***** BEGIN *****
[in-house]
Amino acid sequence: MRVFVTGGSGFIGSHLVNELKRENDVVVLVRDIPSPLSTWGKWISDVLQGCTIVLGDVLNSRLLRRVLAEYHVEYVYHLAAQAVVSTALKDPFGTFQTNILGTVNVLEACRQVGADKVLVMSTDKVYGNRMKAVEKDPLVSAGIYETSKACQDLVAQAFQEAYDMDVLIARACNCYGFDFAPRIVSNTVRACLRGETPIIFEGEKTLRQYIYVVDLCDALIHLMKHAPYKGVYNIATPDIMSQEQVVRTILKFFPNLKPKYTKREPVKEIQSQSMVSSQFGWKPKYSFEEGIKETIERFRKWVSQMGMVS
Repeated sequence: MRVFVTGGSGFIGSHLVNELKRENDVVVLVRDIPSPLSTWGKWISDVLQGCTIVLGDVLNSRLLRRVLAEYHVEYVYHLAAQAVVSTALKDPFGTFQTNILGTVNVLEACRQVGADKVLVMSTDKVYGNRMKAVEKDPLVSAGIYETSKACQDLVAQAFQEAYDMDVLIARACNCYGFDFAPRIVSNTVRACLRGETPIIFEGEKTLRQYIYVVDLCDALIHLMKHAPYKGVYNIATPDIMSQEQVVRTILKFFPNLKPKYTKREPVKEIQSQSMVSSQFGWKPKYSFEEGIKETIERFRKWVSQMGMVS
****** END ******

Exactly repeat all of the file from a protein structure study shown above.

[in-house]
Amino acid sequence: MRVFVTGGSGFIGSHLVNELKRENDVVVLVRDIPSPLSTWGKWISDVLQGCTIVLGDVLNSRLLRRVLAEYHVEYVYHLAAQAVVSTALKDPFGTFQTNILGTVNVLEACRQVGADKVLVMSTDKVYGNRMKAVEKDPLVSAGIYETSKACQDLVAQAFQEAYDMDVLIARACNCYGFDFAPRIVSNTVRACLRGETPIIFEGEKTLRQYIYVVDLCDALIHLMKHAPYKGVYNIATPDIMSQEQVVRTILKFFPNLKPKYTKREPVKEIQSQSMVSSQFGWKPKYSFEEGIKETIERFRKWVSQMGMVS
Repeated sequence: MRVFVTGGSGFIGSHLVNELKRENDVVVLVRDIPSPLSTWGKWISDVLQGCTIVLGDVLNSRLLRRVLAEYHVEYVYHLAAQAVVSTALKDPFGTFQTNILGTVNVLEACRQVGADKVLVMSTDKVYGNRMKAVEKDPLVSAGIYETSKACQDLVAQAFQEAYDMDVLIARACNCYGFDFAPRIVSNTVRACLRGETPIIFEGEKTLRQYIYVVDLCDALIHLMKHAPYKGVYNIATPDIMSQEQVVRTILKFFPNLKPKYTKREPVKEIQSQSMVSSQFGWKPKYSFEEGIKETIERFRKWVSQMGMVS